Quebec's plan to introduce compulsory sexual-education courses for primary and secondary students ran into some immediate opposition Thursday, with some parents promising to fight the proposal.
Raymond Ayas, a member of the Quebec Catholic Parents' Association and a father of three, said a spiritual component to the discussion is missing.
"The association believes that sexual education is very important — we're not against sexual education," he said in an interview. "What we are for is our sexual education and not the state's sexual education."
The courses next September will be mandatory for about one million students and the information will be taught during regular subjects such as French or mathematics.
The information the students receive will be based on their age and will deal with sexuality, anatomy, body image, sexual assault, love, sexual relations, stereotypes and sexually transmitted infections.
Ayas said he understands the government's objectives but that the teachings are not from a Catholic perspective.
"This is not a judgment on other people's values but, for us, sex is done within the context of marriage," he said.
Attempts to introduce sexual education to the curriculum have been controversial in places such as Ontario, where thousands of parents pulled their children out of class and forced the province to allow opting out.
Ayas said while he doesn't expect the same outcome in Quebec, he does foresee plenty of conversations between parents and provincial lawmakers, teachers and school administrators.
"We do not accept this course, I'm not asking for an accommodation in that sense," Ayas said. "I reject that course because it lacks the fundamental spiritual component and provides solutions that are not our solutions."
Others question the appropriateness of discussing the topic with very young children.
Donatella Garofalo, a Montreal-area mother of a 10-year-old boy, said she takes issue with kids between five and 10 being taught about sexuality.
"The problem with the government program is it focuses on a too young of a crowd," she said in an interview.
"This has nothing to do with religion. This has to do with age-appropriate material."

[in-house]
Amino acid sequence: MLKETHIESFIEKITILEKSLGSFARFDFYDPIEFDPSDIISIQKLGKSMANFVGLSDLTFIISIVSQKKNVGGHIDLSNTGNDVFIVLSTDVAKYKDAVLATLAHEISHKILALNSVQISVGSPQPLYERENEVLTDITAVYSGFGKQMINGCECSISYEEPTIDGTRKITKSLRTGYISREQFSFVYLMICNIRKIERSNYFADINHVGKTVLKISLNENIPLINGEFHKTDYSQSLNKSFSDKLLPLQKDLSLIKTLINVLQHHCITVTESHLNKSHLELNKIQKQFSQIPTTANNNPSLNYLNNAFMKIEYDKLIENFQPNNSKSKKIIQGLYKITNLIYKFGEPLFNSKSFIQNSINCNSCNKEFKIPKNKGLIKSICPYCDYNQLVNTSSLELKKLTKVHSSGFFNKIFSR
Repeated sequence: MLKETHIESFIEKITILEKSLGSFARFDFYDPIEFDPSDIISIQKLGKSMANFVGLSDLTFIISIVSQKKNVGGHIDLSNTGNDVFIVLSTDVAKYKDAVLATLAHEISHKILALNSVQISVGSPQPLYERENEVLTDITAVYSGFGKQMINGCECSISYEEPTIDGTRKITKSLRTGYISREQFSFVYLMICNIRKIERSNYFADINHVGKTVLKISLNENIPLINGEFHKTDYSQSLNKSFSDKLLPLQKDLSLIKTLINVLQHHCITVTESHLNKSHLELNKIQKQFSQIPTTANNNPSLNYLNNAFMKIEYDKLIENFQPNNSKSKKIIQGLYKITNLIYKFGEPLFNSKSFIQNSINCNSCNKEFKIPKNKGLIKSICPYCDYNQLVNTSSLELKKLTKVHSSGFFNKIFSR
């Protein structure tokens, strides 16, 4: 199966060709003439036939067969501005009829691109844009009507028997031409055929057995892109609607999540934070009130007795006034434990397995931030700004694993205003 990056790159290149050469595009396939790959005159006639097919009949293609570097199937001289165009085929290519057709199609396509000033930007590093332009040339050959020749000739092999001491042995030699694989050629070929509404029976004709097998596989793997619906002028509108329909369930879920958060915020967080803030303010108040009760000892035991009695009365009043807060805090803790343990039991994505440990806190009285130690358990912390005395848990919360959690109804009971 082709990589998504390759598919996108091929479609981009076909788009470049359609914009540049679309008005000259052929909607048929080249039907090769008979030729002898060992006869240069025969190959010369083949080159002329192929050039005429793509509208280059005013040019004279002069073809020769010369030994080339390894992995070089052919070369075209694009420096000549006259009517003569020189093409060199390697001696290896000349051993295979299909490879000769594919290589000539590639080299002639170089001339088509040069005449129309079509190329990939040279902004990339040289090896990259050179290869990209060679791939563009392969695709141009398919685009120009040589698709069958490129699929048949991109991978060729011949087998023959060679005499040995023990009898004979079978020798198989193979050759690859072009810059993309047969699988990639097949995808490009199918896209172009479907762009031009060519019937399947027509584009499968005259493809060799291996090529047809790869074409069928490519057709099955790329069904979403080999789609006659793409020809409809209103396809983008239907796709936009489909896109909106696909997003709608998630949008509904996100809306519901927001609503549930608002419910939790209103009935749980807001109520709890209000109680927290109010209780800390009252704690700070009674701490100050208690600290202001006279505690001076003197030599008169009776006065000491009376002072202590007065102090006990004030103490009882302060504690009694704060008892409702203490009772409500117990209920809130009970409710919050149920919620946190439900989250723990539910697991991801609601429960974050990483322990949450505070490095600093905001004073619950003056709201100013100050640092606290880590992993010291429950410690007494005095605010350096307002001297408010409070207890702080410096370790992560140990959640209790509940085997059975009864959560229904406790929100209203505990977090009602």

Education Minister Sebastien Proulx told reporters the sexual-education teachings are important and amount to just a few hours per school year, as recommended by the World Health Organization.
He acknowledged that some parents are opposed, but contends the vast majority want it.
"I know it's not an easy subject, I know it's a sensitive topic," said Proulx, a father of two. "But we have to respond as a society to a societal issue."
As in the case of the province's controversial religious ethics course, a mechanism will exist for exemptions, but they will be granted only in exceptional cases.
Proulx gave the example of a child who is a victim of sexual violence and in a vulnerable state.
"Will we grant them (exemptions) for everyone for all reasons? The answer is no."
Lyne Deschamps of the Quebec Federation of Parents Committees — which represents all French-school parent committees and one English one — lauded the initiative, which they have been requesting for three years.
Deschamps said teachers are better placed than the internet to convey the sensitive material but she added they need training.
"But, above all, parents in each Quebec school must get information (on the course) because it's an exceptional subject matter that must be treated that way," Deschamps said.
Lisa Trimble, a McGill University education professor, said she believes Quebec "is making some progressive moves forward."
One concern she has, however, is how the province plans to implement the teachings sprinkled among existing courses.
Trimble said prospective and current teachers have also expressed training and support concerns.
"It's not an easy topic for people to teach and many people had incomplete or fragmented sex education themselves and feel completely unprepared," she said.
Proulx confirmed that training and resources for teachers — a primary concern during a two-year pilot project run by his department — will be made available.
As for Quebec parents who've expressed concern about the subject matter, Trimble said she believes it's a fundamental human right that all students have access to the same information.
That said, she also believes parents need to have conversations about faith and values.
"These two things have to find a way of being in conversation with each other," Trimble added.
Sidhartha Banerjee, The Canadian Press